Former All Black coach Steve Hansen is the latest rugby figure to take aim at the recent Springs vs Lions series, criticising those in charge for encouraging the teams to play a brand of rugby which, he feels, does the game no justice.
In an interview with Newstalk ZB, Hansen said:
“You’ve got two big packs and two coaches who don’t have any belief in what’s going to happen if they throw the ball around, so they just beat each other up,” said Hansen.
“‘Let’s slow the ball down, let’s get off our feet, do whatever we can to make sure our defensive line is stable so we can keep battering’.
“It’s not a game that anybody wants to watch. Yes, we want a good physical contest, that’s what the game is about – physicality, speed, using the ball and skill.
“Could you say we saw that in that series? Of course we didn’t. And it turned a lot of people off.
“Suddenly, the All Blacks became popular again – ‘let’s hope the All Blacks can rescue rugby’. It’s not about the All Blacks rescuing rugby, it’s about everyone that’s involved in it taking some ownership and saying ‘right, we need to do something here’.”
There has been talk recently of limiting the number of substitutions allowed by a team in an effort to curb the number of head injuries in the game – a notion backed by big names such as Sir Ian McGeechan and Willie John McBride – but Hansen has disagrees and has called for a revamping of the rules in general.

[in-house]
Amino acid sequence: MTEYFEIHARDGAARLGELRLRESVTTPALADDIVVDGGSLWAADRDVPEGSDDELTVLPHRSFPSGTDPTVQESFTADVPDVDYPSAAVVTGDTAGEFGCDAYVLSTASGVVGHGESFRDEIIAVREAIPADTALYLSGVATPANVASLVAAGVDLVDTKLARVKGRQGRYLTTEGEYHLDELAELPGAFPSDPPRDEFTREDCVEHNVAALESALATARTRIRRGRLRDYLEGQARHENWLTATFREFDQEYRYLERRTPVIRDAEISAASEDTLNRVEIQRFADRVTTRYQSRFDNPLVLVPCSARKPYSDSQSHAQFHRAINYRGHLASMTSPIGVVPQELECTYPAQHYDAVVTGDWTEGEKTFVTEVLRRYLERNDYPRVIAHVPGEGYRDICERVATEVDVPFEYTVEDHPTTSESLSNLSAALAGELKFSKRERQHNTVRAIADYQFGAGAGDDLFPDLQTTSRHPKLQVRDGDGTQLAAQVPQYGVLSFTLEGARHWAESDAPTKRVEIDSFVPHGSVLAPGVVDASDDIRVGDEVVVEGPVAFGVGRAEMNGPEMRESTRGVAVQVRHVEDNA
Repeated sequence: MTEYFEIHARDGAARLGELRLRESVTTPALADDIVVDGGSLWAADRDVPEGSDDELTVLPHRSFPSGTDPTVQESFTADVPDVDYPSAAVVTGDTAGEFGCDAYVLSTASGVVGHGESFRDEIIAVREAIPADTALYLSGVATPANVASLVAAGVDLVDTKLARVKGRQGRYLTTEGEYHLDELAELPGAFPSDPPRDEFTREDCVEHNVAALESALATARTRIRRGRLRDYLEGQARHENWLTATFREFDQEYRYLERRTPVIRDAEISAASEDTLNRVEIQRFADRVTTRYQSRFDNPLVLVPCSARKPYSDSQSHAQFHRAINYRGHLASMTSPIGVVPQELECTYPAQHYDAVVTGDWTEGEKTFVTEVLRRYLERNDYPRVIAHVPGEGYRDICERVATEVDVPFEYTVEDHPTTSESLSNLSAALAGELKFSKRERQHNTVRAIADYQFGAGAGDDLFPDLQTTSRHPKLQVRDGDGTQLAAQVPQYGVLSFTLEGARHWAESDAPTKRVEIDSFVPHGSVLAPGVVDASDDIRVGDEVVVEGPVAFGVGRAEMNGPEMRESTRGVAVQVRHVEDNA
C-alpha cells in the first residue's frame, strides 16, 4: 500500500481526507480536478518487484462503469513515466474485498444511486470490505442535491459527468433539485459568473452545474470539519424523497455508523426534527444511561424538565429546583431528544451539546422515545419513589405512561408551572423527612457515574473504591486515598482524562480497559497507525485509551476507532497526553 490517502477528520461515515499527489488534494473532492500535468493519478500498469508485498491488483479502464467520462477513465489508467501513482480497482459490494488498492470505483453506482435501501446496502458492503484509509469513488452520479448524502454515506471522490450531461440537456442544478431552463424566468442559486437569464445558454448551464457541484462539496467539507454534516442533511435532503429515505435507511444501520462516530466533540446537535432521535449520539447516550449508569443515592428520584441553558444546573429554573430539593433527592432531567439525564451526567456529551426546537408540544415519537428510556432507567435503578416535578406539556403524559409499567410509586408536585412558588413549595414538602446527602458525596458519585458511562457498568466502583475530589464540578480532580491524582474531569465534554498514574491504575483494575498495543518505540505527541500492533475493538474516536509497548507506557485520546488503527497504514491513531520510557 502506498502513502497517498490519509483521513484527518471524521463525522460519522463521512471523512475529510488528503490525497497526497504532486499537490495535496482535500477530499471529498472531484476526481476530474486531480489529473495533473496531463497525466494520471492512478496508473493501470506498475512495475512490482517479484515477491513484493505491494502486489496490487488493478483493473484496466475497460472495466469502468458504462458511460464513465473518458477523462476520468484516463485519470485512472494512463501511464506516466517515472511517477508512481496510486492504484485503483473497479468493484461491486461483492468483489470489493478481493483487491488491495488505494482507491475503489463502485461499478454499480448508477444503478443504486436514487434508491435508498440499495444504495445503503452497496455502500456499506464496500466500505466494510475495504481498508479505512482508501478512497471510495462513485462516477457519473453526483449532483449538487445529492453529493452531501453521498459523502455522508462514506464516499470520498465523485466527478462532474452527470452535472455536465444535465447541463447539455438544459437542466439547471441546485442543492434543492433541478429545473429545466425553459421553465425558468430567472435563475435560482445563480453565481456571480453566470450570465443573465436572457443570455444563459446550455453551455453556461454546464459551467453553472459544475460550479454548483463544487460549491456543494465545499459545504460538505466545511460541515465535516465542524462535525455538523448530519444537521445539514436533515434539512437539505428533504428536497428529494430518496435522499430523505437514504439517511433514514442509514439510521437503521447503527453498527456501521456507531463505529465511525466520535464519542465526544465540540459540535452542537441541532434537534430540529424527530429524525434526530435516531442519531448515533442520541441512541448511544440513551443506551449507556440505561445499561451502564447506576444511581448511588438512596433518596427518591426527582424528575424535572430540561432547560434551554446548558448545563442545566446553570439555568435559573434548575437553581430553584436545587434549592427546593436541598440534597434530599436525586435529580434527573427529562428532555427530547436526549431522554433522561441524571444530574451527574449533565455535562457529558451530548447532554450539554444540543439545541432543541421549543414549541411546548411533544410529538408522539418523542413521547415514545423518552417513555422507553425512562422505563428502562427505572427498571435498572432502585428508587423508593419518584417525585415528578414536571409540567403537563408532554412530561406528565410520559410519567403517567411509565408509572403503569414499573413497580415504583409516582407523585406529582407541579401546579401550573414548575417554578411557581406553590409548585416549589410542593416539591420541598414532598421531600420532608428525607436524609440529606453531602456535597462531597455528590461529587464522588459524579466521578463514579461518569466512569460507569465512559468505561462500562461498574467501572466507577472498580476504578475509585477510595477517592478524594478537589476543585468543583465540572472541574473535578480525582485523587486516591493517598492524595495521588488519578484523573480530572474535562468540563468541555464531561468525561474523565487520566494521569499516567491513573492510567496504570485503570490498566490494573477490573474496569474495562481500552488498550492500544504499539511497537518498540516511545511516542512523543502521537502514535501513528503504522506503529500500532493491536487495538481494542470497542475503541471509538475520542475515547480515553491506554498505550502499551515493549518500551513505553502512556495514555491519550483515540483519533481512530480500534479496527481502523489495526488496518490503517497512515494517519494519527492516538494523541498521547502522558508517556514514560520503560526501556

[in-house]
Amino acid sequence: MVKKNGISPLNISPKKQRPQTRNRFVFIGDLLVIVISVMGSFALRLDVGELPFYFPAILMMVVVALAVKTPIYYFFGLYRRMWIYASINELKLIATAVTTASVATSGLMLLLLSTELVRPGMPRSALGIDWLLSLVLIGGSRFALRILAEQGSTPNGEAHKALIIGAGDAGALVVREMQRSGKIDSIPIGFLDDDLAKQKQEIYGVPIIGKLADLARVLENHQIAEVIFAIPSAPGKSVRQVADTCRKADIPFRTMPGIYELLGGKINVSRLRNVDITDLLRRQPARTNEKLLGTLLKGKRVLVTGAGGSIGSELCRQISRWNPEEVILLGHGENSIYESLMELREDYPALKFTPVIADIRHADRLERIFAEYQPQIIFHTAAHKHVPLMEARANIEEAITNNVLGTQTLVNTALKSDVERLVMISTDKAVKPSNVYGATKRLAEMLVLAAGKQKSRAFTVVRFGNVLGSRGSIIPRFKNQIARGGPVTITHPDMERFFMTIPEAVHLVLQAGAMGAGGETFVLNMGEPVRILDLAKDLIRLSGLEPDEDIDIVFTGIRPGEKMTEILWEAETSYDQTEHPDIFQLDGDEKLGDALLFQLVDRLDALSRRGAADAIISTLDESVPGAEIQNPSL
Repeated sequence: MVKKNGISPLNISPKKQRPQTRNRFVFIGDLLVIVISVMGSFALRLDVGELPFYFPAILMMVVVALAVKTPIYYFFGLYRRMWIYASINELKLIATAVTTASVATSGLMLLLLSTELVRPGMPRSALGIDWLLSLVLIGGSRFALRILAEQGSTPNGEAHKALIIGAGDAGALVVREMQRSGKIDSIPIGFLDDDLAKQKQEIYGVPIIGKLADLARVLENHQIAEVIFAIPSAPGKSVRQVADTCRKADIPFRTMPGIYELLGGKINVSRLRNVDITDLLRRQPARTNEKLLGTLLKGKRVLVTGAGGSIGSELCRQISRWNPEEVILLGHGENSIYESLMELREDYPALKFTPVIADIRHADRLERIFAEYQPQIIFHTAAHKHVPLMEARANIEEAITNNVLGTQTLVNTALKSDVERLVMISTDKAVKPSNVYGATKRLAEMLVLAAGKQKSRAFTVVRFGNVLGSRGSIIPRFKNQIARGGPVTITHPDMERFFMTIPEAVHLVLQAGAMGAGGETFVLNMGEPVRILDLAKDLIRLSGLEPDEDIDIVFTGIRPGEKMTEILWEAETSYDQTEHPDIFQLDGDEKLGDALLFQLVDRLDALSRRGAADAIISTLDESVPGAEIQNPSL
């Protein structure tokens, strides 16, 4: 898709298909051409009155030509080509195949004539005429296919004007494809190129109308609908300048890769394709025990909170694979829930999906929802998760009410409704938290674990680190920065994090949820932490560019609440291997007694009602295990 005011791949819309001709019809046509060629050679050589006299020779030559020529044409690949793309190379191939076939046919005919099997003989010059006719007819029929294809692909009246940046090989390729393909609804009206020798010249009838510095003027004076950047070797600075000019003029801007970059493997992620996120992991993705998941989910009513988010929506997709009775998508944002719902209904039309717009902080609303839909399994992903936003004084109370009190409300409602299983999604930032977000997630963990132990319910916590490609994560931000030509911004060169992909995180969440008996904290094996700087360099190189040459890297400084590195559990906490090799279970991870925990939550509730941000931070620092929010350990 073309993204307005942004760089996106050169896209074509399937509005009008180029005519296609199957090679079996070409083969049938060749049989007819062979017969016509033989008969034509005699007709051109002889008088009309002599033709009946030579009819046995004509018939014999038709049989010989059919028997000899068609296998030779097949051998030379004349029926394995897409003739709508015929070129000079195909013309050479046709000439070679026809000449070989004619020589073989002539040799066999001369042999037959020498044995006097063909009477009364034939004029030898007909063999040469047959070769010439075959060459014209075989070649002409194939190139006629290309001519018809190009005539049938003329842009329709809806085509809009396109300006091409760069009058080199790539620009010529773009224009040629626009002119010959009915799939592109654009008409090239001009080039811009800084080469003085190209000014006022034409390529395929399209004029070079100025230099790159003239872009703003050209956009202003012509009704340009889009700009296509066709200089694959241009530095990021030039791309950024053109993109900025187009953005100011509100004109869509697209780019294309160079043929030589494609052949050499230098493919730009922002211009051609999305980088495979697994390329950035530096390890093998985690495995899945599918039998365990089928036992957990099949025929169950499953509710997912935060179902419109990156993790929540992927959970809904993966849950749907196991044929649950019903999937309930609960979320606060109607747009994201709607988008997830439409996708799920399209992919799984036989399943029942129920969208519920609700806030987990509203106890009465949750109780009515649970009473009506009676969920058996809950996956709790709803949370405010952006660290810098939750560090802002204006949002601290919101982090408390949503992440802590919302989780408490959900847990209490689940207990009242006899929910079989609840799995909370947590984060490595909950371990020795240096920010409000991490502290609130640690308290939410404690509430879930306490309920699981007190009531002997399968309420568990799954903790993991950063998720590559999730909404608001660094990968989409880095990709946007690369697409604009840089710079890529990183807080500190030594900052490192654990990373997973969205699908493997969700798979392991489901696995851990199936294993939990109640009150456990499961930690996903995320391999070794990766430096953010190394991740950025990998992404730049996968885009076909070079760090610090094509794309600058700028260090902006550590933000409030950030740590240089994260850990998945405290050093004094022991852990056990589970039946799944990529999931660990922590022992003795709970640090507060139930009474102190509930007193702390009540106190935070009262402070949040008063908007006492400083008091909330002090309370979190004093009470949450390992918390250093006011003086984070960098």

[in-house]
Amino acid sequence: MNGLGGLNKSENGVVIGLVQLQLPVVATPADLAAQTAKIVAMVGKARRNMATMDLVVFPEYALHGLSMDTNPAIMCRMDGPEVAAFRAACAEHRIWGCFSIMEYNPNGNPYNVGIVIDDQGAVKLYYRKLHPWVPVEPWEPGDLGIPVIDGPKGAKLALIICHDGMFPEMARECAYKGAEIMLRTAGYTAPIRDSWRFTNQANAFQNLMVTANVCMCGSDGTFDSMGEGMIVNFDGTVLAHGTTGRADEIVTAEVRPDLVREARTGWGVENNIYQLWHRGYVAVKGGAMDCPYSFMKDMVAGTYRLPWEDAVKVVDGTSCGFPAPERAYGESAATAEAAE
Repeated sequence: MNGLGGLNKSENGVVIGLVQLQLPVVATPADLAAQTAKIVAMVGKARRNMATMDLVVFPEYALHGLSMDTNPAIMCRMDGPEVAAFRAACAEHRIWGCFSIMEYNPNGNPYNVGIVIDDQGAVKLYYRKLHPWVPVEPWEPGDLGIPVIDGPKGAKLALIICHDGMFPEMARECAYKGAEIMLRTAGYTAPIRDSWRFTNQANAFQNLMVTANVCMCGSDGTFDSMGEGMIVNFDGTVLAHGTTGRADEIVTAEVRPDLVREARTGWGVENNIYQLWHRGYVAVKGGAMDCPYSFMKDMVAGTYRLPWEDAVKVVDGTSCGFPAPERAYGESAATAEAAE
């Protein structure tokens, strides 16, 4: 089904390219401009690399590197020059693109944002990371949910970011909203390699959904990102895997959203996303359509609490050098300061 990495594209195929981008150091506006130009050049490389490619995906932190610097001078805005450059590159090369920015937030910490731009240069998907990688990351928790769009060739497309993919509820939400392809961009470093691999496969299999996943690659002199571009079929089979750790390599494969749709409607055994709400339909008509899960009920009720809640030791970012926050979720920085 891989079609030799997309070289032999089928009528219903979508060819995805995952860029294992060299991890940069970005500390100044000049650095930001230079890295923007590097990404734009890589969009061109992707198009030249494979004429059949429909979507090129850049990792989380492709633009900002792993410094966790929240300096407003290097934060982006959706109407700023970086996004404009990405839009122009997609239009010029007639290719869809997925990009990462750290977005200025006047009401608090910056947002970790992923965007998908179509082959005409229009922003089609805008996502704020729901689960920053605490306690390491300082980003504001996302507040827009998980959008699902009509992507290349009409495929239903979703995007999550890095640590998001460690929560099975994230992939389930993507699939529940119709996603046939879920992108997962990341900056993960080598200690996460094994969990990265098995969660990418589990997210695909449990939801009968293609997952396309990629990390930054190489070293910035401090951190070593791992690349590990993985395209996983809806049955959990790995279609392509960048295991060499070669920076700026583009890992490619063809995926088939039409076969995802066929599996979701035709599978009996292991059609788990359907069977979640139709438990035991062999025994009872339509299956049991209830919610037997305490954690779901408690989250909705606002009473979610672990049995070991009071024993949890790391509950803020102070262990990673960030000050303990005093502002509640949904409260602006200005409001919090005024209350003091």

“I don’t think changing the subs is going to help one iota, I think it actually just compounds the problem because you’d have a lot of fatigued players out there. So for me that’s not the issue.
“The issue that we have in our game at the moment is there is no clear officiating of the rules.
“If you look at the rulebook, it talks about a ruck and it never talks about the breakdown. Breakdown is a word used more often than any other word in the game – there’s not even a rule for a breakdown and we have an old, antiquated law that says two people will bond over the ball and that’ll be a ruck.
“Well that never happens in the game.
“A lot of the injuries we’re getting are actually friendly fire, so you and I make the tackle and I knock my head against your elbow or your head.
“So we’d create a game where there’s a clear picture at the breakdown that yes, ball is quicker, the defensive lines won’t be able to set as quick; so attacking lines will be attacking against destabilised defences more often and there’ll be more space.
“I think the opportunity to be really brutal will dissipate.”